Friday, June 02, 2023

The Forseeable third: Albert Thibaudet and the Sybilline Prophecies


Albert Thibaudet was a ferociously learned man, which was both his glory and his great fault. When he would travel from the towns in which he taught – Abbeville, Amiens – or from the town in which he was born – Tornus, a wine town midway between Dijon and Lyon – to Paris, he’s carry one valise with his clothes and toiletry, and a heavier valise with his books.  He was the type of man to whom nothing exactly happened: born to a wealthy landowner, he went through the university system in the late 19th century, became enamored of Mallarme’s writing and wrote a book about it, was published by the thick magazines and ended up at the NRF under Gide, and wrote more books, articles, letters to the mandarins (Valery, Gide, Maurras, Barres, etc.), all of whom he knew.

This life of nothing happening was interrupted by World War I. He was in his forties, but he enlisted and was put in a company that built roads and structures for the soldiers – and even buried a few. These were happy years for Thibaudet. He stayed, even though he could have pulled strings to get out, all the way from 1914 to demobilisation, in 1919. He discovered the “people”, and this was a wonderful discovery for him – it kept him from the natural arc towards the right. He was always suspicious of xenophobia, and the Action Francaise attacks on romanticism, the Germans and the Jews.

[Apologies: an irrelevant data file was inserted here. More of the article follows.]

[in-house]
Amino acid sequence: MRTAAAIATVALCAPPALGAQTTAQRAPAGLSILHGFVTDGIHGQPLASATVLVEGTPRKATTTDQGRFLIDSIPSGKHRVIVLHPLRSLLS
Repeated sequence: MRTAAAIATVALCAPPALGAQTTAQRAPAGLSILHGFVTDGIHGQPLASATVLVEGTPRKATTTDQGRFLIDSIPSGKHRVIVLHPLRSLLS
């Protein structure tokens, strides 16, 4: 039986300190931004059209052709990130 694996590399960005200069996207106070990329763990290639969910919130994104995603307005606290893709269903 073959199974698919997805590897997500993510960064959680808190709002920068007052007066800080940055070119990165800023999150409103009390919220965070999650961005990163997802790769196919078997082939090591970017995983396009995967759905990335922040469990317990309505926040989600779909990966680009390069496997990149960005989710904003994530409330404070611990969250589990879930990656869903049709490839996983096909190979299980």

About the latter: Thibaudet seems to have had the tepid anti-semitism of his upbringing, but in general he was opposed to anti-semitism. This opposition took a strange form: he believed that anti-semitism was a media thing that peaked during the Dreyfus affair (during which he took no sides, barely noticing it). Thus, after the war, when he did his greatest work, and even wrote some still readable books about the history of French politics, he didn’t see what was happening before his eyes. He died in 1936, in Switzerland, and thus missed the events that crawled out of his blind spot.

Like Ford Maddox Ford’s character Christopher Tienjens, Thibaudet was a humanist – albeit not of the martyring Tory type. He marched off to war with three books in his backpack – Montaigne, Virgil and Thucydides. After demobilization, he collected the notes he made on Thucydides into a book: Campaigning with Thucydides. Thibaudet definitely had the Greek for it – in some ways, he is like Leo Strauss with his sense that the classical writers had, in a sense, foreshadowed the modern era. I like the book for its beginning.